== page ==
Brammo Empulse Recall


We just got notice that Brammo has issued a recall for model year 2013-2014 Empulse and Empulse R models.  It’s for a particularly nasty problem, and one that we consider extremely dangerous, however only (apparently) something that will occur in cold weather, after running the bike at high RPM.  The tranny breather tube will back up, dumping oil onto the rear tire. If you’re an Empulse owner, this is something you want fixed sooner rather than later.  Here’s the recall:

Vehicle Make / Model: Model Year(s):
     BRAMMO / EMPULSE 2013-2014
     BRAMMO / EMPULSE R 2013-2014
Manufacturer: Brammo, Inc.Report Receipt Date: FEB 02, 2015
NHTSA CAMPAIGN ID Number: 15V053000 NHTSA Action Number: N/A
Potential Number of Units Affected: 149
 Brammo, Inc. (Brammo) is recalling certain model year 2013-2014 Empulse and Empulse R motorcycles manufactured November 19, 2012, to July 8, 2014. Oil leaking from the transmission breather tube may blow onto the rear fender and tire.
 If oil leaks and contacts the rear tire, a loss of control may occur, increasing the risk of crash.
 Brammo will notify owners, and dealers will install a new transmission breather baffle kit, free of charge. The recall is expected to begin February 12, 2015. Owners may contact Brammo customer service at 1-541-482-9555.
 Owners may also contact the National Highway Traffic Safety Administration Vehicle Safety Hotline at 1-888-327-4236 (TTY 1-800-424-9153), or go to

There’s a wee bit more information from, here, discussing some details of the recall:

“…if the gearbox is cold (below 10 degrees C), the increase in oil viscosity does not allow oil to properly drain from the breather tube, causing oil to leak out of the breather tube if the gearbox is used at high rpm. Once the oil leaves the breather tube, it can then be transported by air flow over the moving vehicle to the rear fender and tire. If oil reaches the rear tire, it could cause a loss of control of the bike.”

SMRE Integrated Electric Transmission (IET) under Brammo exclusive license.

SMRE Integrated Electric Transmission (IET) under Brammo exclusive license.

You can also read some commentary on it, along with some accounts by owners regarding the problem on the Brammo Owners Forum, here.  You can also read some interesting speculation as to the production numbers for the Empulse models – seemingly in the hundreds for that time period, but we must caution against jumping to any conclusions.  The recalls says “certain models” of the production run, and there’s simply no way of knowing the actual total numbers.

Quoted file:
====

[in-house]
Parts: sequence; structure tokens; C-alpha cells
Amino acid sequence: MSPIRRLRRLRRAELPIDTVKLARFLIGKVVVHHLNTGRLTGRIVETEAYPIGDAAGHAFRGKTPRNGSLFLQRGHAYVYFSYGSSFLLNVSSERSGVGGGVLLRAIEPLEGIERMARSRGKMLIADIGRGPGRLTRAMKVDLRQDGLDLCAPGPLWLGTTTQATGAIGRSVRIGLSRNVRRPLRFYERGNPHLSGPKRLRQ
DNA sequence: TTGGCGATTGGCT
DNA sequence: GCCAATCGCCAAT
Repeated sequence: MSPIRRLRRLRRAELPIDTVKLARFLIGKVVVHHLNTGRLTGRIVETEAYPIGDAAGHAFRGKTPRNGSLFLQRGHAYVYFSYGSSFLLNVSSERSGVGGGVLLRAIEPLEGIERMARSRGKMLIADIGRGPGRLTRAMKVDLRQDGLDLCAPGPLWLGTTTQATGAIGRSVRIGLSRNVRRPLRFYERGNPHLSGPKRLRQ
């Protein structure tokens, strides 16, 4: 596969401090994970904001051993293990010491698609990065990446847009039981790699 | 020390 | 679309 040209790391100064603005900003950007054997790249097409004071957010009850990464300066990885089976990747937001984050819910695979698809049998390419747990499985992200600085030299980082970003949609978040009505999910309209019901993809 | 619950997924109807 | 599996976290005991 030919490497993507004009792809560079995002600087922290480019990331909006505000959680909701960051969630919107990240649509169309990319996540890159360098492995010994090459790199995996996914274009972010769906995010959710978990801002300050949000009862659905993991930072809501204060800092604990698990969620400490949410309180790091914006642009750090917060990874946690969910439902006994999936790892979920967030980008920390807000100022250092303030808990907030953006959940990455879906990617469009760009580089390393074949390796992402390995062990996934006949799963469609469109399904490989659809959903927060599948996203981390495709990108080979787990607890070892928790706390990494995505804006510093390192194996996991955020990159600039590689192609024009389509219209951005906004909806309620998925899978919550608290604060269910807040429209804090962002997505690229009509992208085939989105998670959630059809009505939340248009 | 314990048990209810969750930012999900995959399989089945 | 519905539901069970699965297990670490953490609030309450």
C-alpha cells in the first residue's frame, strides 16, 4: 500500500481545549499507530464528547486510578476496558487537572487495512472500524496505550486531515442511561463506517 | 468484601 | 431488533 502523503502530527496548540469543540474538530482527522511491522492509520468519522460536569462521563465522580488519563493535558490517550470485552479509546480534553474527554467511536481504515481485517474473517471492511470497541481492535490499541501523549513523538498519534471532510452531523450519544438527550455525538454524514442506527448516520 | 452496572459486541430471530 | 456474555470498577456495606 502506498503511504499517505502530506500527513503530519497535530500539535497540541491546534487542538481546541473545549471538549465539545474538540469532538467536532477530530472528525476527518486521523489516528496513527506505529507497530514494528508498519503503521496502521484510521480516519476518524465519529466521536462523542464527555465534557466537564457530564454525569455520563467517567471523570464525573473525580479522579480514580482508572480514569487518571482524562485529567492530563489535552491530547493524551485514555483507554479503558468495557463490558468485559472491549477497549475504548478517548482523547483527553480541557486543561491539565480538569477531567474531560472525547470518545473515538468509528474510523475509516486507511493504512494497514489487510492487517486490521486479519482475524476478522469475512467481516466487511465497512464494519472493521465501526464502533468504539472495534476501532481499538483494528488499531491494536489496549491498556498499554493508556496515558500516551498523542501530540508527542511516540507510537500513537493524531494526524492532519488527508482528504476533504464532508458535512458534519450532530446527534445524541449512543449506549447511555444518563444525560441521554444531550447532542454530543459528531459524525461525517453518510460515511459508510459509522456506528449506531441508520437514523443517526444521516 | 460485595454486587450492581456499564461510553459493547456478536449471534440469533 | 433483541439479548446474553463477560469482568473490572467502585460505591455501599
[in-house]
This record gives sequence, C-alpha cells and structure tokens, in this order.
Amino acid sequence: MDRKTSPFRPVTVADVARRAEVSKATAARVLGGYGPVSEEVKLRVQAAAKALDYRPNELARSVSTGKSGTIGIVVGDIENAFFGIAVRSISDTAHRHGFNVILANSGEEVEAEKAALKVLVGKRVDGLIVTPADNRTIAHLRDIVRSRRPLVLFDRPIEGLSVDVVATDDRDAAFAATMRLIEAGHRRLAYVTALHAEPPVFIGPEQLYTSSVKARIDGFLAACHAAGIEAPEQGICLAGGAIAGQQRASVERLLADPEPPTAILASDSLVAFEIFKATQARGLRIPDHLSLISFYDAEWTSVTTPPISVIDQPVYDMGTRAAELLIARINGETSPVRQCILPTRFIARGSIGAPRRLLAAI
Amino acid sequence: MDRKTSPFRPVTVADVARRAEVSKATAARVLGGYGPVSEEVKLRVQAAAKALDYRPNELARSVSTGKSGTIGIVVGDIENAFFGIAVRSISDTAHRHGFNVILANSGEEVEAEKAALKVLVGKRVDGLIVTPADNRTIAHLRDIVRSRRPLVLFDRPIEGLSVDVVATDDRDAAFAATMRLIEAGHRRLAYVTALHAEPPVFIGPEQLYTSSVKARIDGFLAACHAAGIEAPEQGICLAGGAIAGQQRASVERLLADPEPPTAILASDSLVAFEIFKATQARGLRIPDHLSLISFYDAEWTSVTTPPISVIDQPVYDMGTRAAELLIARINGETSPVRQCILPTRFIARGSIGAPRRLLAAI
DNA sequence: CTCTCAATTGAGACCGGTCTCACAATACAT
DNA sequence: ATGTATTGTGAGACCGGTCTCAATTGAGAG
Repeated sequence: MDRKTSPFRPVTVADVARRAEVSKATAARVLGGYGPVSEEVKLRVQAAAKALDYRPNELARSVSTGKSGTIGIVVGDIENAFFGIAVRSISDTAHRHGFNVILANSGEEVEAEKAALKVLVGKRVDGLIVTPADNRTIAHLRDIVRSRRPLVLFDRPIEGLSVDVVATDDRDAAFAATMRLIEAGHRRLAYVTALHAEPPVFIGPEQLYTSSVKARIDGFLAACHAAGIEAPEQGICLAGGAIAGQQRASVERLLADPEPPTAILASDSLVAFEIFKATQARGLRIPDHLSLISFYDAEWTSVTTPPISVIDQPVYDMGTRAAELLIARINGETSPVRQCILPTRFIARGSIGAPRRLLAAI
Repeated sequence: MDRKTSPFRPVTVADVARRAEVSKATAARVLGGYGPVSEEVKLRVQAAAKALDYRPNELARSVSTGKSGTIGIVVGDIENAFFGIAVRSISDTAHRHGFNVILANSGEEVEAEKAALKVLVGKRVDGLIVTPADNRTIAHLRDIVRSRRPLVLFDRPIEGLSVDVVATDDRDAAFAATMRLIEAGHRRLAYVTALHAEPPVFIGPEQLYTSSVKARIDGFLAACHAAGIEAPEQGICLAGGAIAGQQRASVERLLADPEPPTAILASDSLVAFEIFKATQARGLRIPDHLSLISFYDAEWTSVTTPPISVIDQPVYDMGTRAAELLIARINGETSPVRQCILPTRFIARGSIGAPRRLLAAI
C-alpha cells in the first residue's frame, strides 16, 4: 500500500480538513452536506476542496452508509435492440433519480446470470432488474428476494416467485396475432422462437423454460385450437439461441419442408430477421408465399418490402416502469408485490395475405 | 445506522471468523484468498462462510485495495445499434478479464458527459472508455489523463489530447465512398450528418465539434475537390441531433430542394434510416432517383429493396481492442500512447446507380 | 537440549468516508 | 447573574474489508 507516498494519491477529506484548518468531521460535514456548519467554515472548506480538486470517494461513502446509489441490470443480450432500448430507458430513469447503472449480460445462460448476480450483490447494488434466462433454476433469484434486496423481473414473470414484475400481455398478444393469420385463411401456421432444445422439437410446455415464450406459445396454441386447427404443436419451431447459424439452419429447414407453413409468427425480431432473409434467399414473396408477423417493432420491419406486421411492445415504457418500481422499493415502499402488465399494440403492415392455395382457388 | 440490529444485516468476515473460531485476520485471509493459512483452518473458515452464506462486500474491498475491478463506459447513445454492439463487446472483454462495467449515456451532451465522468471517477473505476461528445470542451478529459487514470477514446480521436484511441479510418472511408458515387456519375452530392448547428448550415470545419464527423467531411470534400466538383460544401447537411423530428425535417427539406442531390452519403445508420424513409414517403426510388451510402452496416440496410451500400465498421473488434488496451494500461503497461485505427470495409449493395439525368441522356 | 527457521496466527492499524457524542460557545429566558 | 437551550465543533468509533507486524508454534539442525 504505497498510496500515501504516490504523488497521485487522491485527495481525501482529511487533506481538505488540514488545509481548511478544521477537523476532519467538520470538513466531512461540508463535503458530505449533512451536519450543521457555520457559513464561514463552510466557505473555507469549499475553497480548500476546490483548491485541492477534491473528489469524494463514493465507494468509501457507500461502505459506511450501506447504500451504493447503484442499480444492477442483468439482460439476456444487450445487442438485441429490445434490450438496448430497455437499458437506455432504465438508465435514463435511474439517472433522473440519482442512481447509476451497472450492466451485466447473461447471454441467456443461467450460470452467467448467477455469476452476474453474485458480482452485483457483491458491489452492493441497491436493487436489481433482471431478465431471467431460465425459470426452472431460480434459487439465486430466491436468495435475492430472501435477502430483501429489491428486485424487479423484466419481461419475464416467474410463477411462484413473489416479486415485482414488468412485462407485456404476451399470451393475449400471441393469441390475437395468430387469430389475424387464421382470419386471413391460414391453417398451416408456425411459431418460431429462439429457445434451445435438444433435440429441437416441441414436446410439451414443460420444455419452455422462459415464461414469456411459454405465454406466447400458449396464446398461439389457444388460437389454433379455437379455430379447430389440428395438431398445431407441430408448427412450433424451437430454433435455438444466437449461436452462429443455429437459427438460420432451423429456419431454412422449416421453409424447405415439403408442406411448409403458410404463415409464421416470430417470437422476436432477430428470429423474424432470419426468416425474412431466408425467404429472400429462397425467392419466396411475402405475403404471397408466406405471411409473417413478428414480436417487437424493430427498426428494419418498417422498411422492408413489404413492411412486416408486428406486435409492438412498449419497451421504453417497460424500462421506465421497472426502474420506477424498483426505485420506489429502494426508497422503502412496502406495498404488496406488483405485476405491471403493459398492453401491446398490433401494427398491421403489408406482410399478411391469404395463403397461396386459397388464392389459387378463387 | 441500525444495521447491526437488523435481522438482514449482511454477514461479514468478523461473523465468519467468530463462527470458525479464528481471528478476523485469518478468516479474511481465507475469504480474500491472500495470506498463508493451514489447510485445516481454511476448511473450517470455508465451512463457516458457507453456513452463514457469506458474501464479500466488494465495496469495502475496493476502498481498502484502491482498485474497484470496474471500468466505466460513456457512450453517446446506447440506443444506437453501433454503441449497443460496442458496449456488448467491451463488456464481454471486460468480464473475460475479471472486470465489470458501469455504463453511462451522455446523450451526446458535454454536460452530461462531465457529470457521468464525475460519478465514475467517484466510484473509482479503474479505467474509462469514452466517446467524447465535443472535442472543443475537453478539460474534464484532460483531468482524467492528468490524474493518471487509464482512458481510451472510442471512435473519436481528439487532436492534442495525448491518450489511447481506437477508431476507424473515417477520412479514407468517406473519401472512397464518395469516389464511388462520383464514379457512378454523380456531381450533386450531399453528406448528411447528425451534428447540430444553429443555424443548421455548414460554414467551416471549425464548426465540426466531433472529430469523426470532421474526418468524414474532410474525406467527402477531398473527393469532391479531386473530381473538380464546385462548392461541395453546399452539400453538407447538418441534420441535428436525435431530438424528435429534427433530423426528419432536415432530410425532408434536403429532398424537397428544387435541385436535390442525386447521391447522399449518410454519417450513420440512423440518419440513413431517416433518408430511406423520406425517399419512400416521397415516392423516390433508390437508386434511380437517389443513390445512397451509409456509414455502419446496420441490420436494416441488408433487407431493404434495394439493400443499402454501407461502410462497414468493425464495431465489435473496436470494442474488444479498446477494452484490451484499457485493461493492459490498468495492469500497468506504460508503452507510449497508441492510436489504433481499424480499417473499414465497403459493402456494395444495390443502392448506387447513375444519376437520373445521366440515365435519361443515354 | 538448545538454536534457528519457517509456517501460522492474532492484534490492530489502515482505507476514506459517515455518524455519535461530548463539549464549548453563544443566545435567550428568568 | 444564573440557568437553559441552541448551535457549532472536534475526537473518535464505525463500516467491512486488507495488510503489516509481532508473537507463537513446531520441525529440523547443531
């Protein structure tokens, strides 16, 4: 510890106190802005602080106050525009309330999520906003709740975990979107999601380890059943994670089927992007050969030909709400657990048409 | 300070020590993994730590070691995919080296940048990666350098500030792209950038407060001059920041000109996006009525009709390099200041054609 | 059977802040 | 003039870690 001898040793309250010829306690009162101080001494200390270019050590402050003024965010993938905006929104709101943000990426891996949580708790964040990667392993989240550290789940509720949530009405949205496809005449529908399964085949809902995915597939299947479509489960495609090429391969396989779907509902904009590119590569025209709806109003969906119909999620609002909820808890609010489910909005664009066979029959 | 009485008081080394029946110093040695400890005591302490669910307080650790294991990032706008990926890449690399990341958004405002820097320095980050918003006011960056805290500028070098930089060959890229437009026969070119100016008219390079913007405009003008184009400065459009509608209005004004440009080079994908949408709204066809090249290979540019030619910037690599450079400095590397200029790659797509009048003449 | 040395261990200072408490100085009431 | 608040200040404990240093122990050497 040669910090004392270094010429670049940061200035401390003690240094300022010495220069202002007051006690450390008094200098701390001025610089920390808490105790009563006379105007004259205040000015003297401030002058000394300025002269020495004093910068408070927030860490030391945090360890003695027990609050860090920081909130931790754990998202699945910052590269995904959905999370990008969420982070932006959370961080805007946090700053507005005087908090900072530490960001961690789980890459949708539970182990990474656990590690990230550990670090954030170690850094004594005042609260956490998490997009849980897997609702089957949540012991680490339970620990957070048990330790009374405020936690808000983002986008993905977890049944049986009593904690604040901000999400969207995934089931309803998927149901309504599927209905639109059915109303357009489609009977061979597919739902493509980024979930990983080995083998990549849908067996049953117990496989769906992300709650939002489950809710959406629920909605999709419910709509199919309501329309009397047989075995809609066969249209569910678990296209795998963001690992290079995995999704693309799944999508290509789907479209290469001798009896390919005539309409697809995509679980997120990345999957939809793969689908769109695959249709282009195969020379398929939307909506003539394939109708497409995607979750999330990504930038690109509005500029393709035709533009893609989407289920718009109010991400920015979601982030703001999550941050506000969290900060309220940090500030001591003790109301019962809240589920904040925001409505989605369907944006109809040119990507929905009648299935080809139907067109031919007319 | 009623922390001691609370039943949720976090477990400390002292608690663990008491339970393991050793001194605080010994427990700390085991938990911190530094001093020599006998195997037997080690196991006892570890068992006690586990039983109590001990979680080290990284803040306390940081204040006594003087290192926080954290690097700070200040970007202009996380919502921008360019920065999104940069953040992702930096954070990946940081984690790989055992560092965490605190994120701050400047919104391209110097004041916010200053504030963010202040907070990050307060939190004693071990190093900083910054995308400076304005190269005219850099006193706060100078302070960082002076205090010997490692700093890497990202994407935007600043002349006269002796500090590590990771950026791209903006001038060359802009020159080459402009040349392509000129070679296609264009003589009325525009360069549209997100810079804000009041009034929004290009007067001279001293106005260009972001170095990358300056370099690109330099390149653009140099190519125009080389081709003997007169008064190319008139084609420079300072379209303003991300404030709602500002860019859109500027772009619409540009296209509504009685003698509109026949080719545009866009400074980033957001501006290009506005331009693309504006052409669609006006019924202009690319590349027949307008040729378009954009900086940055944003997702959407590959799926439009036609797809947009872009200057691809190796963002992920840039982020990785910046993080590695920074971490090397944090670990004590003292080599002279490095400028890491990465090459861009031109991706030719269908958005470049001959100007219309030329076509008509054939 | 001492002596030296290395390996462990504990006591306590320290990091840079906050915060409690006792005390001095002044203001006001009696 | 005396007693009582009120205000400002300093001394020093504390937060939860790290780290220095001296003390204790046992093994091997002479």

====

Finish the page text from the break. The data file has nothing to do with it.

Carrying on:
However, this is the link to the actual NHTSA recall notice.  There it says the VINs are sequential, and you have a VIN run of 818 machines for that model year.  Conclude what you will.

Nor is this the first we’ve heard of oil leaks in the Empulse.  On another post on the Brammo Owners Forum, Brian Wismann (Brammo Director of Product Development) talks about some seal problems on his personal race bike project.  Of course, any conclusions or relation of that problem to the recall are merely speculation – however interesting.

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5 Comments on "Brammo Empulse Recall"

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I wonder if the relative simplicity of Zero’s drivetrains makes them less susceptible to these sorts of things?

Anyone know if there is any data about this?

Pretty sure there’s no statistically relevant data, let alone public data — you’re talking a number of bikes in the 4 or 5 digits, over just a few years. Compare that with cars that sell orders of magnitude more, and can justify a lot more budget for testing. This isn’t a problem just with BEV bikes — all motorcycles (small-displacement scooters in Asia excepted) are essentially non-mass-market vehicles compared to cars.

As to your actual question, it stands to reason that the simpler the mechanical design, the more reliable (certainly easier to test).

Not needing a gearbox is one of the commonly touted advantages of BEVs, and I suspect part of the reason Brammo had one is to make things familiar for riders used to ICE bikes (there are almost no auto-trans bikes, after all).

In fact, I’m disappointed that none of the BEV bikes (except scooters) are ending up with a hub-motor design, like many of the electric bicycle designs.

While there may be excellent reasons for that (unsprung weight at least), it does mean more moving parts (primary-drive chain).

High speeds and high un-sprung weight don’t mix well. You aren’t going to see many hubmotors on any serious motorcycle.

Yet sure! But who know’s for thing to come!
Agree with the simplicity of direct drive anyway (with chain or belt for now).